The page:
As widely expected, just one day after the Food & Drug Administration (FDA) approved updated mRNA COVID-19 vaccines to help battle the XBB.1.5 strain of the disease, a panel of Centers for Disease Control (CDC) advisors have also given the updated vaccine their blessing. All that's left now is for CDC director Mandy Cohen (who was newly appointed as of July 10th) to sign off on it in order for distribution to the general public to begin. Via NPR:

A panel of advisers to the Centers for Disease Control and Prevention backed the broad use of new COVID-19 vaccines, as cases of the respiratory illness rise.

The advisers voted 13-1 to recommend the vaccines for people ages 6 months and older. While the benefits appear to be greatest for the oldest and youngest people, the benefits of vaccination exceed the risks for everyone, according to a CDC analysis.

via the U.S. Food & Drug Administration:

FDA Takes Action on Updated mRNA COVID-19 Vaccines to Better Protect Against Currently Circulating Variants

Today, the U.S. Food and Drug Administration took action approving and authorizing for emergency use updated COVID-19 vaccines formulated to more closely target currently circulating variants and to provide better protection against serious consequences of COVID-19, including hospitalization and death. Today’s actions relate to updated mRNA vaccines for 2023-2024 manufactured by ModernaTX Inc. and Pfizer Inc. Consistent with the totality of the evidence and input from the FDA’s expert advisors, these vaccines have been updated to include a monovalent (single) component that corresponds to the Omicron variant XBB.1.5.

What You Need to Know

Back in 2021 when I was posting weekly (and later, monthly) analysis of COVID vaccination rates at the county level, several counties in particular caught my eye for different reasons. One of these was Marin County, California. As I noted at the time:

Of counties with more than 100,000 residents, the top-vaxxed are Marin County, CA (76.9% vaxxed); Sumter County, FL (76.4%); and Montgomery County, MD (76.2% vaxxed).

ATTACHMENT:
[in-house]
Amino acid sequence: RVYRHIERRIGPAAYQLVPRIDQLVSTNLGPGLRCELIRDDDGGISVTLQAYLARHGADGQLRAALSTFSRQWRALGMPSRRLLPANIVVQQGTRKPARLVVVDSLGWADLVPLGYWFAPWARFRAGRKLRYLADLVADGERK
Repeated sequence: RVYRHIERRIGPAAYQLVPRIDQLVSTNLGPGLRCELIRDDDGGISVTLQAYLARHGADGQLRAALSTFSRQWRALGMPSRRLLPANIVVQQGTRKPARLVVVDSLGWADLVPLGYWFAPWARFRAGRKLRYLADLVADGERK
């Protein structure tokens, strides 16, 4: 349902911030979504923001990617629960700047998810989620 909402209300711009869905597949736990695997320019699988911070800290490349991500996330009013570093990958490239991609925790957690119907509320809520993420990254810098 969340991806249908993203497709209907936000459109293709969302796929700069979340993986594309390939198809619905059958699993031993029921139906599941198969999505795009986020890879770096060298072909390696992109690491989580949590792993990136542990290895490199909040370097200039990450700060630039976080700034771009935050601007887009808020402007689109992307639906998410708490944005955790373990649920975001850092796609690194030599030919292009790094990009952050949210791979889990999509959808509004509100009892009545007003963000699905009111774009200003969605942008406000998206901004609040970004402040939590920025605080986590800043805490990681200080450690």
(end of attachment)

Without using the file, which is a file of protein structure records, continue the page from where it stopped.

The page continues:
Ironically, prior to the COVID pandemic, ultra-liberal Marin County (Trump only received 16% of the vote here) happened to be one of the birthplaces of the recent "anti-vaxx movement" resurgence...

As explained by Soumya Karlamangla in the New York Times / Buffalo News last fall:

NOTE: With the news that the Johns Hopkins University COVID Tracking project & other reliable data sources are shutting down on March 10th, this may be the last update to this project, although I may be able to find alternatives for county-level COVID deaths.

As of this writing, 69.3% of the total U.S. population has completed their primary COVID-19 vaccination series (including 94.3% of those 65+), but a mere 16.2% of the total population has also gotten their updated bivalent booster shot. Even among seniors it's only at 41.4% nationally.

NOTE: With the news that the Johns Hopkins University COVID Tracking project is shutting down on March 10th, this may be the second to last update to this project, although there are other outlets tracking county-level COVID deaths which will likely continue to do so.

As of this writing, 69.2% of the total U.S. population has completed their primary COVID-19 vaccination series (including 94.2% of those 65+), but a mere 15.8% of the total population has also gotten their updated bivalent booster shotEven among seniors it's only at 40.8% nationally.

As I noted earlier this week, there's been a lot of renewed buzz recently about an article at Vice Media regarding the partisan divide in COVID death rates over the past couple of years.